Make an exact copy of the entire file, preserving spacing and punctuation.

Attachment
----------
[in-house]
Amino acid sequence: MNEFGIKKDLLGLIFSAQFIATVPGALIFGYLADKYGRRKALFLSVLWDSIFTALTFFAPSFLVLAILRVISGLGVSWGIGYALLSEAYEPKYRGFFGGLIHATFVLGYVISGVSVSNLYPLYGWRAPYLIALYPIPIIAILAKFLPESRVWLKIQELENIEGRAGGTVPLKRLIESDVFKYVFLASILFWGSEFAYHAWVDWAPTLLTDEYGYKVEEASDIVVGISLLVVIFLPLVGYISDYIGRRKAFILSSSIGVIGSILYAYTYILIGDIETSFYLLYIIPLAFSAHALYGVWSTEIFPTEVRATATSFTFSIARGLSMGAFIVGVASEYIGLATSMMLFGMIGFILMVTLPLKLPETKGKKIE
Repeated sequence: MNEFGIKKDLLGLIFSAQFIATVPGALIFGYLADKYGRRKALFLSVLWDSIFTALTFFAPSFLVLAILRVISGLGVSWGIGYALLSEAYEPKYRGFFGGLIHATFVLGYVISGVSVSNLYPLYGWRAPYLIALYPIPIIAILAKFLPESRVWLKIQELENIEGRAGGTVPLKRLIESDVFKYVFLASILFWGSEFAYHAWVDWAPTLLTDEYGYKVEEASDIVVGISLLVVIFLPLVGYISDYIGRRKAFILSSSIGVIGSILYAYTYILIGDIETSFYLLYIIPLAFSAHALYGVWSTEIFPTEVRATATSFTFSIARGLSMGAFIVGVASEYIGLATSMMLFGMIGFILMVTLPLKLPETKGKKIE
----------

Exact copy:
[in-house]
Amino acid sequence: MNEFGIKKDLLGLIFSAQFIATVPGALIFGYLADKYGRRKALFLSVLWDSIFTALTFFAPSFLVLAILRVISGLGVSWGIGYALLSEAYEPKYRGFFGGLIHATFVLGYVISGVSVSNLYPLYGWRAPYLIALYPIPIIAILAKFLPESRVWLKIQELENIEGRAGGTVPLKRLIESDVFKYVFLASILFWGSEFAYHAWVDWAPTLLTDEYGYKVEEASDIVVGISLLVVIFLPLVGYISDYIGRRKAFILSSSIGVIGSILYAYTYILIGDIETSFYLLYIIPLAFSAHALYGVWSTEIFPTEVRATATSFTFSIARGLSMGAFIVGVASEYIGLATSMMLFGMIGFILMVTLPLKLPETKGKKIE
Repeated sequence: MNEFGIKKDLLGLIFSAQFIATVPGALIFGYLADKYGRRKALFLSVLWDSIFTALTFFAPSFLVLAILRVISGLGVSWGIGYALLSEAYEPKYRGFFGGLIHATFVLGYVISGVSVSNLYPLYGWRAPYLIALYPIPIIAILAKFLPESRVWLKIQELENIEGRAGGTVPLKRLIESDVFKYVFLASILFWGSEFAYHAWVDWAPTLLTDEYGYKVEEASDIVVGISLLVVIFLPLVGYISDYIGRRKAFILSSSIGVIGSILYAYTYILIGDIETSFYLLYIIPLAFSAHALYGVWSTEIFPTEVRATATSFTFSIARGLSMGAFIVGVASEYIGLATSMMLFGMIGFILMVTLPLKLPETKGKKIE